What to Expect From a Study Strategies class

Parents are often relieved when schools offer Study Strategies classes during the school day.  This time can be exceptionally helpful especially when students have after-school activities, travel to/from school is time-consuming or there is stress between the parent and student when discussing academics.  But how do educators teach study skill strategies and what exactly is being taught in any study strategies class?  

An Inconvenient Truth About Study Strategies

The grim reality is that students are rarely taught how to study.  When polled, 73% of students in our practice have shared they were really never taught how to study and certainly not how to study effectively.  When a group of private school teachers in 4-6th grades were polled, 67% believed it was the previous grade level’s responsibility to teach students how to study.  Can you imagine going to work on a daily basis without having been taught how to do your job?  Without educators providing strategies to study effectively, students lack the tools they need to succeed. Is it any surprise students are turned off of academics when faced with such challenges?

Study Strategies: The Ever-Important Details

If your student is recommended for a Study Strategies class or Tools class, what should you expect from that class and what questions might you want to ask, especially if you’re paying for the class or your student is receiving special education services?  Here are some things to consider:    

  • How will I know if my student is making progress?  If a teacher says, “We are working on it” that is not the answer.  Countless parents reflect that their student has made an A in the Strategies class but their grades in content classes have not improved.  The Effective Student Curriculum provides a grading rubric with relevant academic management skills so students understand what it takes to be successful.  
  • How is my student being evaluated and assessed?  Students are assessed quarterly in content classes and annually against National and State standards.  Why should it be any different for Study Strategies classes?  If a teacher or administrator cannot be specific with this information, that is a red flag. The Effective Student Curriculum contains grading rubrics and standards of performance for the 5 critical units of academic management skills.  For skills to develop, they have to be measured.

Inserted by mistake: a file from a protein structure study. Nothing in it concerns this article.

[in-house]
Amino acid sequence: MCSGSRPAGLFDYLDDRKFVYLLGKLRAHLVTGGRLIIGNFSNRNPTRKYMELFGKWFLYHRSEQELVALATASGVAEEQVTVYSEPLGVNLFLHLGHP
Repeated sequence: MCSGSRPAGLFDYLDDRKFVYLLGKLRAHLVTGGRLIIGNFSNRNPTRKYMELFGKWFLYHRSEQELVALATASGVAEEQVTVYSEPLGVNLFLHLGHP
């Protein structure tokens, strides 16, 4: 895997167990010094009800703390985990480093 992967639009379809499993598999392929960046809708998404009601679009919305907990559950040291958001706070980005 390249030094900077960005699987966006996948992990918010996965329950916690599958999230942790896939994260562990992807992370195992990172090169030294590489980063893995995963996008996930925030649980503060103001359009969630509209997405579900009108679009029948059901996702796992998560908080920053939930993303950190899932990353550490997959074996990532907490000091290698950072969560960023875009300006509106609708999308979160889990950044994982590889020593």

• How do you meet with my student to determine if he/she is applying what they’re learning in your class?  This is the accountability loop and it is more than an athletic coach yelling at your student to ‘get your work done’.  This intervention is not specific to a student’s needs, and may raise anxiety levels which immediately reduces the executive functioning abilities of the frontal lobe. Metacognitive exercises are critical components as they serve as the  foundation of a healthy dialogue of awareness, feedback and adjustments. 
  • Is there a curriculum that is being used?  This is probably the most critical question to ask.  An administrator’s response that Coach X “gets boys” or Ms. Y “has taught Strategies forever” does not mean your student will learn skills they can apply. While educators want students to succeed, a framework of targeted skills (how to study – how to manage time), measurable outcomes (thinking associated with making a self-directed plan) and application to real life (grades in other classes) are critical and require measurement and generalization.  Academic Management skills are measurable just like learning content in Math or English.  The Effective Student Curriculum provides this framework and enlists parents, students and educators to collaborate for a common goal.  

The Effective Student Curriculum: Providing Modern Strategies to Study Effectively

The good news is schools understand the need for students to have the time to complete work due to busy schedules and there are educators that want to help students develop study skills.  To make sure it’s a good use of your student’s time and your resources, asking some important questions can help your student see measurable outcomes.  

What’s included in the Effective Student Curriculum? 

  • Online course training 11 hours of training in Executive functioning and how to teach
  • Comprehensive Teacher’s manual 
  • Pacing guides (Content Classes & Study Strategies Classes) 
  • Grading rubrics
  • Online grading, progress monitoring, and reporting
  • Mini lessons with hooks for classroom instruction 
  • Instructional videos for use in the classroom
  • Slide presentations that can be used for teacher led direct instruction
  • Printable workbook for students 
  • Printable handouts for parents to match pacing and lessons
  • Optimal skills by grade level
  • Certification process in The Effective Student™ Method
  • Community support through semi-monthly webinars


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